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Casablanca is "not one movie," Umberto Eco once quipped, "it is 'movies'".
Released in 1942, the film won 4 Oscars, including Best Picture and featured unforgettable performances by Humphrey Bogart and Ingrid Bergman.
The book offers a rich account of the film's origins, the myths and realities behind its production, and the reasons it remains so revered today.
Through extensive research and interviews with film-makers, Noah Isenberg explores he ways in which the film continues to dazzle audiences and saturate popular culture 75 years after its release.
"A revelation."—Marc Weingarten, Washington Post
Acclaimed film director Billy Wilder’s early writings—brilliantly translated into English for the first time
Before Billy Wilder became the screenwriter and director of iconic films like Sunset Boulevard and Some Like It Hot, he worked as a freelance reporter, first in Vienna and then in Weimar Berlin. Billy Wilder on Assignment brings together more than fifty articles, translated into English for the first time, that Wilder (then known as "Billie") published in magazines and newspapers between September 1925 and November 1930. From a humorous account of Wilder's stint as a hired dancing companion in a posh Berlin hotel and his dispatches from the international film scene, to his astute profiles of writers, performers, and political figures, the collection offers fresh insights into the creative mind of one of Hollywood’s most revered writer-directors.
Wilder’s early writings—a heady mix of cultural essays, interviews, and reviews—contain the same sparkling wit and intelligence as his later Hollywood screenplays, while also casting light into the dark corners of Vienna and Berlin between the wars. Wilder covered everything: big-city sensations, jazz performances, film and theater openings, dance, photography, and all manner of mass entertainment. And he wrote about the most colorful figures of the day, including Charlie Chaplin, Cornelius Vanderbilt, the Prince of Wales, actor Adolphe Menjou, director Erich von Stroheim, and the Tiller Girls dance troupe. Film historian Noah Isenberg's introduction and commentary place Wilder’s pieces—brilliantly translated by Shelley Frisch—in historical and biographical context, and rare photos capture Wilder and his circle during these formative years.
Filled with rich reportage and personal musings, Billy Wilder on Assignment showcases the burgeoning voice of a young journalist who would go on to become a great auteur.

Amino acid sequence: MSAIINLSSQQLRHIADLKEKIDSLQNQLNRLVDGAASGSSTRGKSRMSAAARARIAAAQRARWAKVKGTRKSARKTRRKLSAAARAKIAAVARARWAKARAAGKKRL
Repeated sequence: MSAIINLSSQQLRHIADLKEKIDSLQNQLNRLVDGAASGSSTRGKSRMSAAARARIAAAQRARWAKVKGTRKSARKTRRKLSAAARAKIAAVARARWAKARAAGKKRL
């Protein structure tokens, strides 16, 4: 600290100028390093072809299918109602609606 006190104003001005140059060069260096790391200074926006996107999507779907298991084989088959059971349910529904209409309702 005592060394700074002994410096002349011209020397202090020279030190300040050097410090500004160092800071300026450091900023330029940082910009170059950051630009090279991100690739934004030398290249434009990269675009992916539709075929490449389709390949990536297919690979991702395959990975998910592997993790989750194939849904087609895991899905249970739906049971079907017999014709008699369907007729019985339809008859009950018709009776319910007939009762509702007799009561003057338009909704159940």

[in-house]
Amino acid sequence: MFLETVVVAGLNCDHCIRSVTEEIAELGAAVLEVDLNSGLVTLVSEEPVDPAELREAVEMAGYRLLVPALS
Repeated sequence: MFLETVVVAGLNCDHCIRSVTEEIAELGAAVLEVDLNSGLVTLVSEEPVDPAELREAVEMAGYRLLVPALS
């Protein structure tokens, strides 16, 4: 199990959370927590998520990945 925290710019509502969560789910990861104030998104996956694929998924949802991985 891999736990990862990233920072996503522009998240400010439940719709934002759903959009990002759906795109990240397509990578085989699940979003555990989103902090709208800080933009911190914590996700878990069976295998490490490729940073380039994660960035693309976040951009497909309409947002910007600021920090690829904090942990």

buffs, cinephiles and critics, Edgar G. Ulmer's Detour (1945) has recently earned
a new wave of recognition. In the words of film critic David Thomson, it is
simply 'beyond remarkable.' The only B-picture to make it into the National
Film Registry of the Library of Congress, Detour has outrun its fate as the
bastard child of one of Hollywood's lowliest studios. Ulmer's film follows, in
flashback, the journey of Al Roberts (Tom Neal), a pianist hitching from New
York to California to join his girlfriend Sue (Claudia Drake), a singer gone to
seek her fortune in Hollywood. In classic noir style, Detour features mysterious
deaths, changes of identity, an unforgettable femme fatale called Vera (Ann
Savage), and, in Roberts, a wretched, masochistic antihero.
Noah Isenberg's study of Detour draws on a vast array of archival sources,
unpublished letters and interviews, to provide an animated and thorough
account of the film's production history, its critical reception, its afterlife
(including various remakes) and the different ways in which the film has been
understood since its release. He devotes significant attention to each of the key
players in the film – the crew as well as the principal actors – while charting
the uneasy transformation of Martin Goldsmith's pulp novel into Ulmer's
signature film, the disagreements between the director and writer, and the
severe financial and formal limitations with which Ulmer grappled. The story
that Isenberg tells, rich in historical and critical insight, replicates the briskness
of a B-movie.